Ah, the wizard. What more fascinating character is there in all of literature? Whether you call them wizards, sorcerers, warlocks, witches, magicians, or what-have-you, they are the Mysterious Ones. The ones who know the obscure secrets of the cosmos…they wield the eldritch powers that would make most of us flee in terror. They command the forces of nature and supernature, they weave destinies, they create and destroy worlds, they study the eternal mysteries of existence and non-existence. They are the Keepers of Knowledge…the archetypal Wise Man (or Wise Woman) who holds the secrets of the universe in the palm of his hand. There is so much mystique, wonder, and possibility in the wizard/sorcerer character that it’s hard to ignore. I think we all have a link to this character imbedded in our DNA…our Universal Consciousness. It comes down to us from ancient times, when wizards and Wise Men and shamans were very real–and very essential to daily existence. Today, we still have our wizards, but we don’t call them that anymore…they’re Doctors, Professors, Scientists, and Artists of all types. But the concept of the Learned One still remains an essential human quality…we need these “wizards” because they are a vital part of the human race. When we strip away all of the modern-day trappings and get back to the primal wizard figure, there’s a fascinating and wondrous journey there…it takes us back into the depths of our own forgotten history, to a time when the world was a conglomeration of wonders and terrors. The men (and women) who could master those terrors and bend cosmic forces to their will were the wizards. Some were to be feared, others sought for advice and favors. Stories of wizards transport us into the primeval world, where sheer awe comes alive. Allow me to quote the great Black Sabbath: “Evil powers disappear…demons worry…when the Wizard is near. He turns fear…into joy. Everyone’s happy…when the Wizard walks by.” That’s what I’m talkin’ about.

What are some of your favorite examples of wizard fiction, and what makes them your favorites?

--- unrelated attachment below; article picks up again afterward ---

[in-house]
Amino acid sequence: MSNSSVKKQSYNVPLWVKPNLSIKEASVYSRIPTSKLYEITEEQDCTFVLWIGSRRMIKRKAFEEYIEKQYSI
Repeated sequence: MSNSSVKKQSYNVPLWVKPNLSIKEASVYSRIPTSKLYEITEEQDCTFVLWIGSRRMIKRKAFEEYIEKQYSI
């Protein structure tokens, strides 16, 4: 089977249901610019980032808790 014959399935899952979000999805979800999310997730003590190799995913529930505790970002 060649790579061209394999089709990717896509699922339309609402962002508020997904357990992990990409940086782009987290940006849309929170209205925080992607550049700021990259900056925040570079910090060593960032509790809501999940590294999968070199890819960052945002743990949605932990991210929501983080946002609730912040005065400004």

Wow, how much space do you have for this answer? The first wizard I remember reading about was Gandalf, when I read The Hobbit in third grade. I was absolutely captivated. That led me to The Lord of the Rings. Soon after that I learned the legend of Merlin, and I saw the movie Excalibur as a kid on HBO and that was a major deal for me (as well as Ralph Bakshi’s animated Lord of the Rings movie). Gandalf and Merlin are maybe the greatest examples of the archetypal wizards who appear in literature. There is no denying the appeal of Tolkien’s Middle Earth or Arthur’s mystical Britain. In the cannon of classic fantasy, there are many examples of terrific wizardry, such as Fritz Leiber’s Fafhrd and the Gray Mouser tales, where Ningauble of the Seven Eyes and Sheelba of the Eyeless Face are the heroes’ patrons–mysterious inhuman wizards who watch over and protect Fafhrd and the Mouser, as well as giving them preposterous quests now and then. The tales of Clark Ashton Smith are rife with wizardry (although he prefers the term “sorcerer” usually)…Malygris of Susran, Namirrah of Zothique, and Evagh the Warlock, to name only a few. Nobody could build a rich, phantasmagoric world of dark wonders like Smith…his prose is hypnotizing and his necromancers are legendary. Michael Moorcock’s Elric of Melnibone is one of my favorite wizards as well (although once again he’s usually called “sorcerer”–to me these two terms are interchangeable). Elric was a revelation for many reasons: Not ony was he a warrior-hero (or anti-hero), but also a master of wizardly power. Who knew a wizard could be such a bad-ass with a sword? Of course, he was also the tormented prince, a tragic figure whose sorcery couldn’t save him from the doom that awaited him in the end. Tanith Lee’s Tales from the Flat Earth are some of the most magical and beautiful stories involving wizards and magical beings. She brings wizardry to life in poetic, lyrical, and gorgeous style…and she explores essential human truths via these fantastic and ancient concepts. These stories are like magic spells that weave the reader in a web of jewel-bright prose. Darrell Schweitzer is another writer who simply amazes me with his lyrical, metaphysical, and often surreal tales of wizards and sorcerers. A few of my favorites are: “The Sorcerer Evagdorou,” “The Mysteries of the Faceless King,” “A Lanter Maker of Ai Hanlo,” “The One Who Spoke with the Owls,” and “The Witch of the World’s End.” All of these are splendid jewels dripping with the light of wizardry. Recently I discovered Patricia A. McKillip’s superb Riddle-Master trilogy, beginning with The Riddle-Master of Hed, and I have to say it’s one of the greatest examples of wizard fiction I’ve ever encountered. I’m currently devouring the second book, Heir of Sea and Fire. McKillip evokes that Tolkien-esque feeling without actually stealing from Tolkien–not an easy thing to do. The world of the Riddle-Master is a place you want to go wandering in, to experience its endless enchantment firsthand. Finally, I have to mention A. A. Attanasio’s Arthor series, and R. Scott Bakker’s Prince of Nothing series, both of which approach magic/wizardry/sorcery in stunningly fresh ways. Unforgettable stuff.